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In West Virginia, Obama's Policies Are On The Ballot

Voters in West Virginia will choose the state's next governor on Tuesday, in a special election to finish the term of Democrat Joe Manchin. The popular former governor left office after being elected to the U.S. Senate last November.

On the ballot are the man who has been acting governor, Democratic state Senate President Earl Ray Tomblin, and GOP businessman Bill Maloney. But Republicans are trying to make the race a referendum on someone not on the ballot: President Obama.

'We Got To Fight Back Washington'

Obama has never been popular in West Virginia. He lost the Democratic primary to Hillary Clinton in 2008, the general election to Sen. John McCain (R-AZ), and his approval rating in the Mountain State is in the low 30s.

So Republicans believe they can capture the governor's mansion if only they can tie the unpopular president and his policies to the Democrats' candidate for governor.

"Experts say the Obama health care plan will make our economy even worse. So what's Gov. Tomblin doing about it?" asks one TV ad Republicans have been running. "Absolutely nothing."

Maloney is for the most part letting these ads speak for him. Several phone calls and emails seeking an interview were not returned. But in August, at the opening of his Charleston campaign office, he did give a few clues as to what his style would be if elected.

"Above all, we got to fight back Washington," he said. "We were with Gov. [Rick] Perry ... last week in Texas, and he's got it right: You fight back Washington, you can win and you can move your state forward. ... I tell you one thing: I will actively campaign against Barack Obama, and I dare Earl Ray to do the same."

Robert Behrman, a political science professor at Marshall University in Huntington, W.Va., points to polls indicating that Tomblin's early lead in the race has been narrowing.

"The race keeps getting closer, and I think a lot of that has been this effort by Republicans to make it more of a national focus then a local focus," he says. "They saw what happened in the 9th District in New York, and they think maybe they can repeat that here."

In that race, a congressional seat that had been held by Democrats since 1923 was won by a Republican in a special election last month. Analysts say dissatisfaction with the economy and the president were contributing factors.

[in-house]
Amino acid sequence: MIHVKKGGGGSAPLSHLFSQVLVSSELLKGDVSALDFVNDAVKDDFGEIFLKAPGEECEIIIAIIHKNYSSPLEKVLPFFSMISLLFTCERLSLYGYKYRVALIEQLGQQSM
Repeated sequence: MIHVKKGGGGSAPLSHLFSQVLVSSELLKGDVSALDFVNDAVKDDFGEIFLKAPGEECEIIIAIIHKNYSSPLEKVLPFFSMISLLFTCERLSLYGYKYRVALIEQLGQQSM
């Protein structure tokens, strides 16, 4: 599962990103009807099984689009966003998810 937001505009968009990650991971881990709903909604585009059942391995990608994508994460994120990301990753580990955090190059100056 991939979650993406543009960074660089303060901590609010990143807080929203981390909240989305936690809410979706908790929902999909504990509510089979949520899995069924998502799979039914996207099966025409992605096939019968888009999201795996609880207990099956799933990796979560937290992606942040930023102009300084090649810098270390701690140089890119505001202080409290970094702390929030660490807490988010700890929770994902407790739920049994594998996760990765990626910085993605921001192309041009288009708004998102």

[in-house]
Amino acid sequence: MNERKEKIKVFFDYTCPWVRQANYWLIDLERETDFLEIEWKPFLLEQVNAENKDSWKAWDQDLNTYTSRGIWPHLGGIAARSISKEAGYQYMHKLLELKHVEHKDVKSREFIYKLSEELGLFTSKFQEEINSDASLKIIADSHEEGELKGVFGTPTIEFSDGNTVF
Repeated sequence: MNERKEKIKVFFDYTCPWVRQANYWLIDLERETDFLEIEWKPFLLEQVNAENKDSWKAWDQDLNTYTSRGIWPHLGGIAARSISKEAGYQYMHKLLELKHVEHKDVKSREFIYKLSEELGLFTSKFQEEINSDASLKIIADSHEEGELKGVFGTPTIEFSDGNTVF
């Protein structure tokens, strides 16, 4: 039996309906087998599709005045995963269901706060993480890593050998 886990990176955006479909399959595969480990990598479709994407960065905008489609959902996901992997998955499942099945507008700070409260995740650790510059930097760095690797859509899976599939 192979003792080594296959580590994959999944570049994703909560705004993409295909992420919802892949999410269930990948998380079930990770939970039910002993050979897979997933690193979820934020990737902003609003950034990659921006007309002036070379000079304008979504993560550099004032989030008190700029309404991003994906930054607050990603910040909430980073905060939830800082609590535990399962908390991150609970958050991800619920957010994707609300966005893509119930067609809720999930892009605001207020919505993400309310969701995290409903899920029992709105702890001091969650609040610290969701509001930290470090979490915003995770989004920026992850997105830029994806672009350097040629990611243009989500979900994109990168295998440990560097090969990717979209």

Tomblin and Democrats have been working hard to make sure that history isn't repeated in West Virginia.

Doing The 'Responsible' Thing

At the American Legion hall in Barboursville, a little town on the western edge of the state near the Ohio River, there's a lunch of sandwiches and cake put on by Veterans for Tomblin.

The conservative Democrat has been endorsed by just about every group that makes endorsements in West Virginia, from the NRA to the Coal Association to the mineworkers' union.

Tomblin tells the American Legion audience that he'll cut taxes and be responsible with the state's finances.

"This election is going to mean so much on whether we continue to move West Virginia forward, doing the right thing, doing the responsible thing for our taxpayers," he says.

In an interview, Tomblin says the Republican attempts to tie him to Obama haven't had much of an effect, and that voters will be taking a risk if they go for Maloney.

"It's a special election here," he says. "People are concentrated on who can lead this state forward. Do we want to continue on the path that we're on, which is a positive path compared to the other states; or do we want to try someone from the other side who has made changes, and the kind of chaos that was created in Wisconsin or Ohio or some of the other states?"

Tomblin's latest ad does play up his association with one prominent Democrat, the former governor now Sen. Joe Manchin.

The two stand side by side, as Manchin touts their efforts to "put our state's financial house in order."

"As governor I've continued to cut taxes and balance the budget," Tomblin adds.

It's worth noting that Manchin himself was elected to the Senate last November after a campaign in which his Republican opponent tried to tie him to Obama. The tactic failed then, and Democrats are hoping for the same result on Tuesday.

Copyright 2011 National Public Radio. To see more, visit


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